An Interview With 'Sage No. 1'
An investment strategist at a Fortune 500 Company recent offered FutureOfCapitalism.com the benefit of some wisdom accumulated in his 50 years on Wall Street. We'll call him Sage No. 1. He begins by mentioning a figure from the past, Alan Greenspan. "History is a continuum. One thing leads to another," Sage No. 1 says. "I always come back to Greenspan. When I first met him, it was in 1962," when the future chairman of the Federal Reserve was operating a newsletter about steel industry statistics. "If he had just stuck to that," things might have turned out okay, Sage No. 1 says. Unfortunately, in addition to the statistics, the newsletter also rendered opinions. Greenspan went on to head the president's Council of Economic Advisors during the Ford administration, which wasn't exactly an economic boom.
Capitalism, Sage No. 1 says, is "like religion. Either you believe or you don't believe." Having tried living on a socialist kibbutz, "It has its pros and its cons. It wasn't for me."
Finding capitalist environments is more difficult. "I can't think of an experiment in total real capitalism," Sage No. 1 says. The closest example, he says, would be Britain under Margaret Thatcher.
What, I ask, does it say about our system that one bureaucrat, the chairman of the Federal Reserve, can matter so much to the success of the economy?
Sage No. 1 responds by saying, "There are very few agencies that I actually believe in in a philosophical sense." He gives the Food and Drug Administration as an example of an agency he doesn't believe is worthwhile, observing that for every life saved because of strict regulation, other people are deprived of access to experimental drugs that might help them. The Federal Reserve, he notes, was created as a result of the panic of 1907. The world "existed for thousands of years without the Federal Reserve and from what I understand it wasn't that bad a world," he says, though Sage No. 1 offers with a note of humility that for most of that period he was not alive, so he isn't offering a firsthand account.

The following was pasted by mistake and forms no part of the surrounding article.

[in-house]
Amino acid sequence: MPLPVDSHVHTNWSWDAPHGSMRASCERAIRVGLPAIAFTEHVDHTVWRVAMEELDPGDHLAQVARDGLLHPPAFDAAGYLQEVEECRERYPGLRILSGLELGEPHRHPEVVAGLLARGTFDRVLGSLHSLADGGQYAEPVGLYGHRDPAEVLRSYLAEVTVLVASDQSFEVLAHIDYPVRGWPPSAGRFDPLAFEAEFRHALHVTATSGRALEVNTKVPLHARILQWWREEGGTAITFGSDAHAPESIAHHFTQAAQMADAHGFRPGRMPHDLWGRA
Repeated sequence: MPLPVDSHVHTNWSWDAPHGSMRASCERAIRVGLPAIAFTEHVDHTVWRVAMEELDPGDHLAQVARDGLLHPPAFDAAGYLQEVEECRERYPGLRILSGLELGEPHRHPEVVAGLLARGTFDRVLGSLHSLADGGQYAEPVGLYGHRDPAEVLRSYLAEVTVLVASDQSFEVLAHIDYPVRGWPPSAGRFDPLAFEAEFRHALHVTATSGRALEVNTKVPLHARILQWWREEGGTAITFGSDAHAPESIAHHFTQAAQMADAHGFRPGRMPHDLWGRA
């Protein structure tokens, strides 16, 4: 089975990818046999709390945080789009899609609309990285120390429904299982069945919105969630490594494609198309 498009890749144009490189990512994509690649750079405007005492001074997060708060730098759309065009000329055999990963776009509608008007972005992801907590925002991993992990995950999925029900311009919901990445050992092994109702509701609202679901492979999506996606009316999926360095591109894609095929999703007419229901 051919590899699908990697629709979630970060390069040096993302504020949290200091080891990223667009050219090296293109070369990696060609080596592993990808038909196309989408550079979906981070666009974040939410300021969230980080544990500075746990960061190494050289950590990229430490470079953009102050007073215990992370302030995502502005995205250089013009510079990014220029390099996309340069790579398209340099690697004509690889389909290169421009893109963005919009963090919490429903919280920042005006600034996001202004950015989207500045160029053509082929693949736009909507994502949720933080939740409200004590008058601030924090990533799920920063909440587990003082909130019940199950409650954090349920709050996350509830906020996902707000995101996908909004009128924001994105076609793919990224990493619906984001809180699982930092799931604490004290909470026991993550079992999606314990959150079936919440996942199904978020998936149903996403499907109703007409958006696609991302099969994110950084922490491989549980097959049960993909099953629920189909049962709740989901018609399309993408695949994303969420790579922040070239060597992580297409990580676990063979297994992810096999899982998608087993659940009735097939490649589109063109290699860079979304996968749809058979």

President Obama, Sage No. 1 says, scares him more than anyone since Hitler. "He has the characteristics of a demagogue. He is very persuasive." He expresses hope, though, in his anecdotal sense, buttressed by a few recent polls, that "people are losing their admiration for this guy." He gives the example of many Jewish physicians who supported Mr. Obama but "are changing their minds" in response to the president's approach to changing the health-care laws.
Asked whether Wall Street today is a defender of capitalism and free markets, Sage No. 1 replies in the negative. "They are not standing up for capitalism," he says. "There is no free market in America today. There is no pure capitalism in America today. It's a hodgepodge and you end up in a system of what you call protektzia …We don't have capitalism, we don't have communism, we have protektzia."
Sage No. 1, unprompted, brings up Goldman Sachs and its benefiting from the AIG bailout as a counterparty to AIG. "That was so outrageous it was beyond description," he says. Another example is the way Chrysler bondholders were intimidated to advance the interest of the auto unions. Or the way that Bush's Treasury secretary, Henry Paulson, went from issuing public reassurances about the financial condition of Fannie Mae and Freddie Mac to, a month later, placing them into conservatorship.
"We've completely swept away the rule of law," Sage No. 1 says. "It's the law of the jungle, and this wasn't just caused by Obama. It's a sad day for capitalism."
I ask about the push by the head of the Commodity Futures Trading Commission, Gary Gensler, to limit "speculation" in the commodities markets such as oil. "Do I think that speculators cause events? No. They may exacerbate ups or downs. When they try to influence it too much, they go broke," Sage No. 1 replies. He give as examples the Hunt brothers' attempt to corner the silver market and Brian Hunter, the natural-gas trader at the Amaranth hedge fund. Both went bust. "If people want to try and corner markets, let them do it….Every time the price of oil goes up, they try to find someone to blame. …It's ridiculous….It's craziness what's going on."
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